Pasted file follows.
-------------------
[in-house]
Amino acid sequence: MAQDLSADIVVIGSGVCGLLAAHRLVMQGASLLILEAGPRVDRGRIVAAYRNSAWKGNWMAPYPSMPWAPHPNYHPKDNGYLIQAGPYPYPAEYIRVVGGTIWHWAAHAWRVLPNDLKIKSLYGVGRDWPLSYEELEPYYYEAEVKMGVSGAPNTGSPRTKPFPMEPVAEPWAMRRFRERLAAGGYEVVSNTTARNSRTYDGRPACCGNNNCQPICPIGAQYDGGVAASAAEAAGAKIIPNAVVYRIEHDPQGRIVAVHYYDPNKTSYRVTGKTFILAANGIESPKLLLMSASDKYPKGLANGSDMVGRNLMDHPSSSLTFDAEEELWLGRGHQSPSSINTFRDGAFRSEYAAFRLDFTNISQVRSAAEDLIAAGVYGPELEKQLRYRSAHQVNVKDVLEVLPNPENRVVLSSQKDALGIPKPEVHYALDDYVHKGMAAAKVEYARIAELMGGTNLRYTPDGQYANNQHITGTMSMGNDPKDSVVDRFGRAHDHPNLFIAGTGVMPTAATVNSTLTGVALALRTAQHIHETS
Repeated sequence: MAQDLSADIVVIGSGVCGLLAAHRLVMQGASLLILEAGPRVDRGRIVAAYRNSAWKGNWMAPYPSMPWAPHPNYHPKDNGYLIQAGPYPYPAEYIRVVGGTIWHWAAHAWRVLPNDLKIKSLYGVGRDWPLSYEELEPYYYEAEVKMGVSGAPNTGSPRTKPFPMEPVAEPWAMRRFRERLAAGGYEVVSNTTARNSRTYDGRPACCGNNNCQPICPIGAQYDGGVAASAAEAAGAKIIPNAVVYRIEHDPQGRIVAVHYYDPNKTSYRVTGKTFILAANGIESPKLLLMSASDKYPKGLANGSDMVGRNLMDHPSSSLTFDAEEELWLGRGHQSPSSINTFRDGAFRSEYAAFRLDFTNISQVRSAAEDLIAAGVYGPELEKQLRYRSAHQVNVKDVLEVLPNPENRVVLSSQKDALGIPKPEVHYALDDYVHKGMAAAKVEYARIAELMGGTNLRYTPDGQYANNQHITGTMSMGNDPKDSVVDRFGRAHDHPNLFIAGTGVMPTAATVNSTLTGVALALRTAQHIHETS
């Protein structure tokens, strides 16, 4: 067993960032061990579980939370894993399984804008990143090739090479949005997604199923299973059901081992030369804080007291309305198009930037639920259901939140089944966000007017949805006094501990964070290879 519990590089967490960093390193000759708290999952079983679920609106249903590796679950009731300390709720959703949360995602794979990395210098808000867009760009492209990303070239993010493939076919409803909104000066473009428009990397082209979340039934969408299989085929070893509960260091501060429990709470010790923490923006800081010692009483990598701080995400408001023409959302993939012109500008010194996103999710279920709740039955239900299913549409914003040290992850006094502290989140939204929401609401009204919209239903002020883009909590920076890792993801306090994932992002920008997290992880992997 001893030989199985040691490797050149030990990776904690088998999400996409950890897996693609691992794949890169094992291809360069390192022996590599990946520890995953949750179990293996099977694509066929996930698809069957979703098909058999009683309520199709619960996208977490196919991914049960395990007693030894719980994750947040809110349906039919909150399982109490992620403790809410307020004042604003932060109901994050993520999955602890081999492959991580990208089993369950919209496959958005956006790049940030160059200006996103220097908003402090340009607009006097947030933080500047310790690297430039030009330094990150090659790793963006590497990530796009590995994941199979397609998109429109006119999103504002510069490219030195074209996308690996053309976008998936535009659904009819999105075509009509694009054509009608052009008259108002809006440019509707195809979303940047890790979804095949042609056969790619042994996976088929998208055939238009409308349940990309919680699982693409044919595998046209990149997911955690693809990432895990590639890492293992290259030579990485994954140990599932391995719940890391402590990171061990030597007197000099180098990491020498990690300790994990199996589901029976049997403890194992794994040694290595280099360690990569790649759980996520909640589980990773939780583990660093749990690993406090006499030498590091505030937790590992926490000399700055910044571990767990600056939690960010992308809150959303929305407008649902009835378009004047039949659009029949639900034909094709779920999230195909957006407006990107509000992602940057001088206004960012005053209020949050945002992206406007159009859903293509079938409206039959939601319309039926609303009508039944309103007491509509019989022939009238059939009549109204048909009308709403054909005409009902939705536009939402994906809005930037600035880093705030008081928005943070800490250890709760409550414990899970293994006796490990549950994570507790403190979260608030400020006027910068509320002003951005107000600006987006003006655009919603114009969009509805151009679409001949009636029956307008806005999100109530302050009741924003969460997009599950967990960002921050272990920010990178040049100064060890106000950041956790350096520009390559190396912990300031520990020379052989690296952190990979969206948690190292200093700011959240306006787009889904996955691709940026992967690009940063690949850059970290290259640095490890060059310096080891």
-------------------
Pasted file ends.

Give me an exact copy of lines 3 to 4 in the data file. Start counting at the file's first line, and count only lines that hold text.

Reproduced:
Repeated sequence: MAQDLSADIVVIGSGVCGLLAAHRLVMQGASLLILEAGPRVDRGRIVAAYRNSAWKGNWMAPYPSMPWAPHPNYHPKDNGYLIQAGPYPYPAEYIRVVGGTIWHWAAHAWRVLPNDLKIKSLYGVGRDWPLSYEELEPYYYEAEVKMGVSGAPNTGSPRTKPFPMEPVAEPWAMRRFRERLAAGGYEVVSNTTARNSRTYDGRPACCGNNNCQPICPIGAQYDGGVAASAAEAAGAKIIPNAVVYRIEHDPQGRIVAVHYYDPNKTSYRVTGKTFILAANGIESPKLLLMSASDKYPKGLANGSDMVGRNLMDHPSSSLTFDAEEELWLGRGHQSPSSINTFRDGAFRSEYAAFRLDFTNISQVRSAAEDLIAAGVYGPELEKQLRYRSAHQVNVKDVLEVLPNPENRVVLSSQKDALGIPKPEVHYALDDYVHKGMAAAKVEYARIAELMGGTNLRYTPDGQYANNQHITGTMSMGNDPKDSVVDRFGRAHDHPNLFIAGTGVMPTAATVNSTLTGVALALRTAQHIHETS
């Protein structure tokens, strides 16, 4: 067993960032061990579980939370894993399984804008990143090739090479949005997604199923299973059901081992030369804080007291309305198009930037639920259901939140089944966000007017949805006094501990964070290879 519990590089967490960093390193000759708290999952079983679920609106249903590796679950009731300390709720959703949360995602794979990395210098808000867009760009492209990303070239993010493939076919409803909104000066473009428009990397082209979340039934969408299989085929070893509960260091501060429990709470010790923490923006800081010692009483990598701080995400408001023409959302993939012109500008010194996103999710279920709740039955239900299913549409914003040290992850006094502290989140939204929401609401009204919209239903002020883009909590920076890792993801306090994932992002920008997290992880992997 001893030989199985040691490797050149030990990776904690088998999400996409950890897996693609691992794949890169094992291809360069390192022996590599990946520890995953949750179990293996099977694509066929996930698809069957979703098909058999009683309520199709619960996208977490196919991914049960395990007693030894719980994750947040809110349906039919909150399982109490992620403790809410307020004042604003932060109901994050993520999955602890081999492959991580990208089993369950919209496959958005956006790049940030160059200006996103220097908003402090340009607009006097947030933080500047310790690297430039030009330094990150090659790793963006590497990530796009590995994941199979397609998109429109006119999103504002510069490219030195074209996308690996053309976008998936535009659904009819999105075509009509694009054509009608052009008259108002809006440019509707195809979303940047890790979804095949042609056969790619042994996976088929998208055939238009409308349940990309919680699982693409044919595998046209990149997911955690693809990432895990590639890492293992290259030579990485994954140990599932391995719940890391402590990171061990030597007197000099180098990491020498990690300790994990199996589901029976049997403890194992794994040694290595280099360690990569790649759980996520909640589980990773939780583990660093749990690993406090006499030498590091505030937790590992926490000399700055910044571990767990600056939690960010992308809150959303929305407008649902009835378009004047039949659009029949639900034909094709779920999230195909957006407006990107509000992602940057001088206004960012005053209020949050945002992206406007159009859903293509079938409206039959939601319309039926609303009508039944309103007491509509019989022939009238059939009549109204048909009308709403054909005409009902939705536009939402994906809005930037600035880093705030008081928005943070800490250890709760409550414990899970293994006796490990549950994570507790403190979260608030400020006027910068509320002003951005107000600006987006003006655009919603114009969009509805151009679409001949009636029956307008806005999100109530302050009741924003969460997009599950967990960002921050272990920010990178040049100064060890106000950041956790350096520009390559190396912990300031520990020379052989690296952190990979969206948690190292200093700011959240306006787009889904996955691709940026992967690009940063690949850059970290290259640095490890060059310096080891």